Designers of high-speed integrated circuits face a bewildering array of choices and too often spend frustrating days tweaking gates to meet speed targets. Logical Effort: Designing Fast CMOS Circuits makes high speed design easier and more methodical, providing a simple and broadly applicable method for estimating the delay resulting from factors such as topology, capacitance, and gate sizes.
The brainchild of circuit and computer graphics pioneers Ivan Sutherland and Bob Sproull, "logical effort" will change the way you approach design challenges. This book begins by equipping you with a sound understanding of the method's essential procedures and concepts-so you can start using it immediately. Later chapters explore the theory and finer points of the method and detail its specialized applications.
- Explains the method and how to apply it in two practically focused chapters.
- Improves circuit design intuition by teaching simple ways to discern the consequences of topology and gate size decisions.
- Offers easy ways to choose the fastest circuit from among an array of potential circuit designs.
- Reduces the time spent on tweaking and simulations-so you can rapidly settle on a good design.
- Offers in-depth coverage of specialized areas of application for logical effort: skewed or unbalanced gates, other circuit families (including pseudo-NMOS and domino), wide structures such as decoders, and irregularly forking circuits.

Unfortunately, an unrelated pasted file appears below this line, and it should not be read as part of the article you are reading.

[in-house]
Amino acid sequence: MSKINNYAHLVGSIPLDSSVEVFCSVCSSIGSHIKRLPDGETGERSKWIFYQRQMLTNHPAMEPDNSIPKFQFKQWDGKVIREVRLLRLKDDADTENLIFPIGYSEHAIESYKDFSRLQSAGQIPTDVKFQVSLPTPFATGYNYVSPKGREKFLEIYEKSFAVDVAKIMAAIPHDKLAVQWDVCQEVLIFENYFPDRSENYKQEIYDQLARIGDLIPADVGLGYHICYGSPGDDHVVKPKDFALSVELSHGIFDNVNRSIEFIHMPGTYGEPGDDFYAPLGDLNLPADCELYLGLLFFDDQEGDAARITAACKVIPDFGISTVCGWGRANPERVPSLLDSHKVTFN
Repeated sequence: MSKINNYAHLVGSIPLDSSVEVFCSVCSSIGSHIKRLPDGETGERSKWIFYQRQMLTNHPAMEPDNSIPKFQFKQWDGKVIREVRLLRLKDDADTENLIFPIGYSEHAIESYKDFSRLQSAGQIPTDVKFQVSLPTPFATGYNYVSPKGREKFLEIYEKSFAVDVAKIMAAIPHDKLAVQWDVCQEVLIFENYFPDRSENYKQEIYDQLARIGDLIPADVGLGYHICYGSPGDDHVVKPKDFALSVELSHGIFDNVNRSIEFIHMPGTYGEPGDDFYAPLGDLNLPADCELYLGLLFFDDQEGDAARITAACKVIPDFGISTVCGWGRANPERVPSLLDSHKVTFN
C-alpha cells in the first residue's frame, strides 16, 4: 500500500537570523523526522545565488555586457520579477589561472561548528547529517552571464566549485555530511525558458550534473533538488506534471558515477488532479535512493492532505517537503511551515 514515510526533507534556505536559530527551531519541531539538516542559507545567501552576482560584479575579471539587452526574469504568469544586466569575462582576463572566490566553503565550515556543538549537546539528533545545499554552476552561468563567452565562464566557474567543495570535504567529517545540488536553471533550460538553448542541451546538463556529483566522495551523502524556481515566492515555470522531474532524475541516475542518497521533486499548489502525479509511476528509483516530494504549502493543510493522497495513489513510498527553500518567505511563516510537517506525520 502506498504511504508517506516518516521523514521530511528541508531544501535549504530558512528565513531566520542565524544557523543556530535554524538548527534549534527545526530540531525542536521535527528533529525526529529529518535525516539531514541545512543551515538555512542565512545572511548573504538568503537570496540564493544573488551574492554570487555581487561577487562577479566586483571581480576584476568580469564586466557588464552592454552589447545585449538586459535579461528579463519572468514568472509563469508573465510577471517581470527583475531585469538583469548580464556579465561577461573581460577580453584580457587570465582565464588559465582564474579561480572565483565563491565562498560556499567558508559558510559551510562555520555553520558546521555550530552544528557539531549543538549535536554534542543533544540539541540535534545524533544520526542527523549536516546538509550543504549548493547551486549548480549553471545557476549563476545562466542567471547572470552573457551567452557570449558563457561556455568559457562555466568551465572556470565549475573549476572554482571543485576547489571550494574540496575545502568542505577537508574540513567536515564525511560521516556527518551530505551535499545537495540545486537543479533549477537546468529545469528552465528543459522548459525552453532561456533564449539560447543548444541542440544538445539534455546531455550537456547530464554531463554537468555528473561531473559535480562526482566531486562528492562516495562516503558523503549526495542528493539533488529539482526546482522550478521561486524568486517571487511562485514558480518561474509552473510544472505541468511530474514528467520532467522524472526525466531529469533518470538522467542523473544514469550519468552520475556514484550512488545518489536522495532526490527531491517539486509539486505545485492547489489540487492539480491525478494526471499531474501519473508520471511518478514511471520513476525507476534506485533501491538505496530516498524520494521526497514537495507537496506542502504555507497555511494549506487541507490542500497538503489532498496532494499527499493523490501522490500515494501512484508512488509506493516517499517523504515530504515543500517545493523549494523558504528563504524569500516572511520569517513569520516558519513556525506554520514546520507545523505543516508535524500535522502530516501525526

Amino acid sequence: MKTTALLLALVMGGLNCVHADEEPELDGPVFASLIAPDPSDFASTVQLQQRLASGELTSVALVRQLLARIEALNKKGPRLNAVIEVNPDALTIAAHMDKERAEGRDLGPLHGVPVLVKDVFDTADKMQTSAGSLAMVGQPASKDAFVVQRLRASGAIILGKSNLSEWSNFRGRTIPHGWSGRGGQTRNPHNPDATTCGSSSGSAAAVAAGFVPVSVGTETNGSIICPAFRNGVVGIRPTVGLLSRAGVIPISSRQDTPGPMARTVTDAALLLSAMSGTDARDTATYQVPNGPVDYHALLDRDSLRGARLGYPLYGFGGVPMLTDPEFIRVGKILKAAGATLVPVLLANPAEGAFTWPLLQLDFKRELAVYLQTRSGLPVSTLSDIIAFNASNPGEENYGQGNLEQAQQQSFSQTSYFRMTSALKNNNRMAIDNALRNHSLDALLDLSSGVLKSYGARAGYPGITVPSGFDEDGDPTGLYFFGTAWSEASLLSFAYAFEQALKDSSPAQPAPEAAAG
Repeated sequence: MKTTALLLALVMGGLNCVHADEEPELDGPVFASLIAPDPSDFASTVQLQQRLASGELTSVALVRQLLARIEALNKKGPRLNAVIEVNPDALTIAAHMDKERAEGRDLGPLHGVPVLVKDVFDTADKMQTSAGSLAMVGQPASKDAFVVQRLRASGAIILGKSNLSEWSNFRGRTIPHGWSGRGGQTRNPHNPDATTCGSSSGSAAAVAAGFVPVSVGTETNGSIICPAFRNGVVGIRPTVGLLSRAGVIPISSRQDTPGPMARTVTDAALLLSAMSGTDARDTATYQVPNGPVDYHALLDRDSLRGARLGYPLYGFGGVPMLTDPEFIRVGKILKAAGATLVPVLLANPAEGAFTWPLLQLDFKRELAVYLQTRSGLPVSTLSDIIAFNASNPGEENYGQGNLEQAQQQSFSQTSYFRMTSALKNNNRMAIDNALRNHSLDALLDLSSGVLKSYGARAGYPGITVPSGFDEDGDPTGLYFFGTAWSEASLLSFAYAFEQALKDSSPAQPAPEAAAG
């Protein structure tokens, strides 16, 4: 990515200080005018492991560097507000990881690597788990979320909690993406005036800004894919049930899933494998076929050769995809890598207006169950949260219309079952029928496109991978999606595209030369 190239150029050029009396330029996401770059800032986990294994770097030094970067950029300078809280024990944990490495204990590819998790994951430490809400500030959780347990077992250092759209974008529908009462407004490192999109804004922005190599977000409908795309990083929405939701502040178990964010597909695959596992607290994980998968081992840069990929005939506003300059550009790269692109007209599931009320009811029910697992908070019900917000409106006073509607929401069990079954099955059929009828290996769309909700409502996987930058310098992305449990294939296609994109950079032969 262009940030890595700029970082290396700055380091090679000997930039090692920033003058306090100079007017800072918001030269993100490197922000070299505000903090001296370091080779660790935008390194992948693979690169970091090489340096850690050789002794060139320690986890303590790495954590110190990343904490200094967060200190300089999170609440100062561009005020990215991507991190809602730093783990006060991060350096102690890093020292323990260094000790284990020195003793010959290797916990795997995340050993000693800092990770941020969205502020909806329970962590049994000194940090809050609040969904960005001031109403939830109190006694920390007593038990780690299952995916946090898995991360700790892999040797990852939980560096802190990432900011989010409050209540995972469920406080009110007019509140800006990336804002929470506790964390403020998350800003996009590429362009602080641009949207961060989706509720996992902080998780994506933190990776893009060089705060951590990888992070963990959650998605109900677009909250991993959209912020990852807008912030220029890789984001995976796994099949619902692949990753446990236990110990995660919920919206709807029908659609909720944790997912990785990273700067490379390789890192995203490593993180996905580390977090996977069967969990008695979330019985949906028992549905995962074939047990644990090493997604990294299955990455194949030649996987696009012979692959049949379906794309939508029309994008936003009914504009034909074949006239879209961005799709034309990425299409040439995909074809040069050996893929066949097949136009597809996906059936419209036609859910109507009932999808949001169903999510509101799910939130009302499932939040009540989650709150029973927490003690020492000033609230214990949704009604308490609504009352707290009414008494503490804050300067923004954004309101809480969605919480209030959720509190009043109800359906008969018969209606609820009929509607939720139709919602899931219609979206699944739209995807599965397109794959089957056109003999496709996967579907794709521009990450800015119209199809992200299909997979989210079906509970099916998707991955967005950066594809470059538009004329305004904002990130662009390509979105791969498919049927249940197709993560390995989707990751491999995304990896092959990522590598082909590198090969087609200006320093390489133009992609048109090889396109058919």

- Presents a complete derivation of the method-so you see how and why it works.
This book is intended for anyone who designs CMOS integrated circuits.
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- © Morgan Kaufmann 1999
- 2nd February 1999
- Morgan Kaufmann
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Ivan E. Sutherland, a vice president and fellow at Sun Microsystems, received the Turing Award and the Von Neumann Medal for his pioneering contributions in the fields of computer graphics and microelectronic design.
Robert F. Sproull is an internationally noted expert on the design of graphics hardware and software. He too is a vice president and fellow at Sun.
David Money Harris is an associate professor of engineering at Harvey Mudd College. He received his Ph.D. in electrical engineering from Stanford University and his M.Eng. in electrical engineering and computer science from MIT. Before attending Stanford, he worked at Intel as a logic and circuit designer on the Itanium and Pentium II processors. Since then, he has consulted at Sun Microsystems, Hewlett-Packard, Evans & Sutherland, and other design companies. David’s passions include teaching, building chips, and exploring the outdoors. When he is not at work, he can usually be found hiking, mountaineering, or rock climbing. He particularly enjoys hiking with his son, Abraham, who was born at the start of this book project. David holds about a dozen patents and is the author of three other textbooks on chip design, as well as two guidebooks to the Southern California mountains.
Associate Professor of Engineering, Harvey Mudd College, Claremont, CA, USA